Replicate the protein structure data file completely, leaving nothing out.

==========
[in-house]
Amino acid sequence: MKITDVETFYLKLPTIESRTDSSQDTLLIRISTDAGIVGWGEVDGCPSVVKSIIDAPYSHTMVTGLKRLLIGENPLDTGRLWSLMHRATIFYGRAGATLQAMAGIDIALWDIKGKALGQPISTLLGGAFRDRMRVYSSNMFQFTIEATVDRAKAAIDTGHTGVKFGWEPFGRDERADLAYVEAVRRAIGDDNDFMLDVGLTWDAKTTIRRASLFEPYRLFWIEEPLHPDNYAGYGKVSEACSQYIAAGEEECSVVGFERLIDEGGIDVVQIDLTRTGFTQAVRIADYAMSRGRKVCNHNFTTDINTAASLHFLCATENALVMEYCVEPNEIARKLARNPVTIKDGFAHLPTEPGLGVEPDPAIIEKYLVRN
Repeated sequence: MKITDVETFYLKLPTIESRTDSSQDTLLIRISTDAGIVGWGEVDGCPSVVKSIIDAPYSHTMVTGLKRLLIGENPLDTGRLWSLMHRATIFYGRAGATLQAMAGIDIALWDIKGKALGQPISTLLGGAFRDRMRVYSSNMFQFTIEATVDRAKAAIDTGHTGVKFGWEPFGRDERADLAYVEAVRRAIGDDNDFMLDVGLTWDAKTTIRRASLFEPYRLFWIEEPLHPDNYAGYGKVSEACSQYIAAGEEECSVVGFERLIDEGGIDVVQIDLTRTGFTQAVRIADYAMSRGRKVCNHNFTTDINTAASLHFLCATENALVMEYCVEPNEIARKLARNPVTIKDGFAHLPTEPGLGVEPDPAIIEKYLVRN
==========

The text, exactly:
[in-house]
Amino acid sequence: MKITDVETFYLKLPTIESRTDSSQDTLLIRISTDAGIVGWGEVDGCPSVVKSIIDAPYSHTMVTGLKRLLIGENPLDTGRLWSLMHRATIFYGRAGATLQAMAGIDIALWDIKGKALGQPISTLLGGAFRDRMRVYSSNMFQFTIEATVDRAKAAIDTGHTGVKFGWEPFGRDERADLAYVEAVRRAIGDDNDFMLDVGLTWDAKTTIRRASLFEPYRLFWIEEPLHPDNYAGYGKVSEACSQYIAAGEEECSVVGFERLIDEGGIDVVQIDLTRTGFTQAVRIADYAMSRGRKVCNHNFTTDINTAASLHFLCATENALVMEYCVEPNEIARKLARNPVTIKDGFAHLPTEPGLGVEPDPAIIEKYLVRN
Repeated sequence: MKITDVETFYLKLPTIESRTDSSQDTLLIRISTDAGIVGWGEVDGCPSVVKSIIDAPYSHTMVTGLKRLLIGENPLDTGRLWSLMHRATIFYGRAGATLQAMAGIDIALWDIKGKALGQPISTLLGGAFRDRMRVYSSNMFQFTIEATVDRAKAAIDTGHTGVKFGWEPFGRDERADLAYVEAVRRAIGDDNDFMLDVGLTWDAKTTIRRASLFEPYRLFWIEEPLHPDNYAGYGKVSEACSQYIAAGEEECSVVGFERLIDEGGIDVVQIDLTRTGFTQAVRIADYAMSRGRKVCNHNFTTDINTAASLHFLCATENALVMEYCVEPNEIARKLARNPVTIKDGFAHLPTEPGLGVEPDPAIIEKYLVRN